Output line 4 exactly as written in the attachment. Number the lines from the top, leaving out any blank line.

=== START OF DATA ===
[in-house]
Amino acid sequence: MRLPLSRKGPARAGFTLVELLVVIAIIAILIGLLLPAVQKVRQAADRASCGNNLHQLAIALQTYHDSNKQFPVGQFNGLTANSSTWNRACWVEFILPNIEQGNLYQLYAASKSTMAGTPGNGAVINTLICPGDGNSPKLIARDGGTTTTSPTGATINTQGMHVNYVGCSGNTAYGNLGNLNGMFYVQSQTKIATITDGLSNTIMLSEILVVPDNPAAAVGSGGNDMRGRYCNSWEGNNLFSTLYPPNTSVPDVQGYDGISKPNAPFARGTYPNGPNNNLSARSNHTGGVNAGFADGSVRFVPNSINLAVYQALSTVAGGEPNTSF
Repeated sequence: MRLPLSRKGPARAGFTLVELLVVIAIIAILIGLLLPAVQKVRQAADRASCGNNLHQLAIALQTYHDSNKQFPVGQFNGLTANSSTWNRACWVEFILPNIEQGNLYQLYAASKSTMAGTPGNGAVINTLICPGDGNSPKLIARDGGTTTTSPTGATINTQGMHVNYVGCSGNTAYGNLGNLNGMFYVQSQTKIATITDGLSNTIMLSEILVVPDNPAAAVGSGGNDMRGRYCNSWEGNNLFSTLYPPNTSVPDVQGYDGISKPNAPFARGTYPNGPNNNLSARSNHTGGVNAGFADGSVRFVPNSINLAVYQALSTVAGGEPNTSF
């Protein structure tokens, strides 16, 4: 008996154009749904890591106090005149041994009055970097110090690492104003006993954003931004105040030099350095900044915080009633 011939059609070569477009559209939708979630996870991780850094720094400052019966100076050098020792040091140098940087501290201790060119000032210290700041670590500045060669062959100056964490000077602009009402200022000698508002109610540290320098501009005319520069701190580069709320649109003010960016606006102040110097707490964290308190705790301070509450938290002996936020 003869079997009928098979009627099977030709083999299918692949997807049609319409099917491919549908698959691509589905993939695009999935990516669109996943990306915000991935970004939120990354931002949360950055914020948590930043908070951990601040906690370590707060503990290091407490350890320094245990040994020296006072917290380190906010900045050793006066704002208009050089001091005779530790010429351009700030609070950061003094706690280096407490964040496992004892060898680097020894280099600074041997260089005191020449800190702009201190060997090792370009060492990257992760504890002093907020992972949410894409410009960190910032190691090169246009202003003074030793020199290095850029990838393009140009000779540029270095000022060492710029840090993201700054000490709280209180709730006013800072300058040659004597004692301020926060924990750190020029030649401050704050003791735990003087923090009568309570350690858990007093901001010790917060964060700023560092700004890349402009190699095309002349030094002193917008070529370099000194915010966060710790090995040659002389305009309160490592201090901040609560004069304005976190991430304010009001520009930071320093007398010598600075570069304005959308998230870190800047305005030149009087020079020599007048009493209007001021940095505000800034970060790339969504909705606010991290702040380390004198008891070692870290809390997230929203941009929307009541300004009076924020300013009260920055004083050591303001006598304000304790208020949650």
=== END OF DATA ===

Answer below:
């Protein structure tokens, strides 16, 4: 008996154009749904890591106090005149041994009055970097110090690492104003006993954003931004105040030099350095900044915080009633 011939059609070569477009559209939708979630996870991780850094720094400052019966100076050098020792040091140098940087501290201790060119000032210290700041670590500045060669062959100056964490000077602009009402200022000698508002109610540290320098501009005319520069701190580069709320649109003010960016606006102040110097707490964290308190705790301070509450938290002996936020 003869079997009928098979009627099977030709083999299918692949997807049609319409099917491919549908698959691509589905993939695009999935990516669109996943990306915000991935970004939120990354931002949360950055914020948590930043908070951990601040906690370590707060503990290091407490350890320094245990040994020296006072917290380190906010900045050793006066704002208009050089001091005779530790010429351009700030609070950061003094706690280096407490964040496992004892060898680097020894280099600074041997260089005191020449800190702009201190060997090792370009060492990257992760504890002093907020992972949410894409410009960190910032190691090169246009202003003074030793020199290095850029990838393009140009000779540029270095000022060492710029840090993201700054000490709280209180709730006013800072300058040659004597004692301020926060924990750190020029030649401050704050003791735990003087923090009568309570350690858990007093901001010790917060964060700023560092700004890349402009190699095309002349030094002193917008070529370099000194915010966060710790090995040659002389305009309160490592201090901040609560004069304005976190991430304010009001520009930071320093007398010598600075570069304005959308998230870190800047305005030149009087020079020599007048009493209007001021940095505000800034970060790339969504909705606010991290702040380390004198008891070692870290809390997230929203941009929307009541300004009076924020300013009260920055004083050591303001006598304000304790208020949650």